Food Insecurity

Publication Date:

Sep 17, 2018

Key facts about food insecurity

• While the proportion of children living in food-insecure households in 2016 was similar to that in 1995 (18 and 19 percent, respectively), it has fluctuated over the years, peaking at 23 percent in 2009.
• Household food insecurity was almost twice as prevalent in 2016 among children in households headed by non-Hispanic black (26 percent) or Hispanic (24 percent) parents than in those headed by non-Hispanic white (13 percent) parents.
• In 2016, the prevalence of household food insecurity among children was three times as high in households headed by single women as in those headed by married couples (33 and 11 percent, respectively).

Trends in food insecurity

In 2016, 18 percent of children under age 18 (more than 13 million) lived in food-insecure households, and 1 percent lived in households with very low food security among children (not including households where only adults are food-insecure) (Appendix 1).

Household food insecurity among children rose from 1999 to 2004, reflecting a slowing economy. In 2005, the rate of household food insecurity among children declined; it then remained fairly constant (at 17 percent) until 2008, when it rose to 23 percent. Since then, the rate has steadily decreased, reaching 18 percent in 2016 (Appendix 1). The prevalence of very low food security among children remained essentially the same from 1999 to 2006, at around 0.6 to 0.8 percent, but increased in 2007 to 0.9 percent, and to 1.5 percent in 2008. However, the rate has declined to 1.0 percent as of 2016 (Appendix 2).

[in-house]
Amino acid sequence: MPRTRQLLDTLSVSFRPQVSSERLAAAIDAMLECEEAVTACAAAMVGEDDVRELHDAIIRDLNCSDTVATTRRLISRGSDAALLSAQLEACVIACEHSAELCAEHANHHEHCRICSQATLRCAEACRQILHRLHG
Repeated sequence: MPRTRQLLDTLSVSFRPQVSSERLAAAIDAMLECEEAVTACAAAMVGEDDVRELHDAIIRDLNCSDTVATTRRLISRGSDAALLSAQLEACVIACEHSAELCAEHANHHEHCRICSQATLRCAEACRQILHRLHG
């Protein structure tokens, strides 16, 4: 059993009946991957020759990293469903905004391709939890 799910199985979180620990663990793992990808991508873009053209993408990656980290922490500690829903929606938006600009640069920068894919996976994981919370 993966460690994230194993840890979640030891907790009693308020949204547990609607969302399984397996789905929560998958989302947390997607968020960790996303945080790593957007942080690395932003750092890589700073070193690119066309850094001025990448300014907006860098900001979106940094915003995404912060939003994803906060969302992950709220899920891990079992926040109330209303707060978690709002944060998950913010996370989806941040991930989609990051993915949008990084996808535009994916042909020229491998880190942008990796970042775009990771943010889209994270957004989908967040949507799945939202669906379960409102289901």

Differences by race and Hispanic origin

In 2016, household food insecurity was almost twice as prevalent among children in households headed by non-Hispanic black (26 percent) or Hispanic adults (24 percent) than in those headed by non-Hispanic white adults (13 percent) (Appendix 1). The proportion of households in which children had “very low food security” was roughly three to four times as high in non-Hispanic black or Hispanic households as in non-Hispanic white households (Appendix 2).

Differences by family structure

In 2016, household food insecurity among children was three times as prevalent in households headed by single women as in those headed by married couples (33 and 11 percent, respectively), and was higher than in households headed by single men (23 percent) (Appendix 1). Children in households headed by a single woman were also more than three times as likely as children in households headed by a married couple to experience very low food security themselves, at 2.0 and 0.6 percent, respectively (Appendix 2).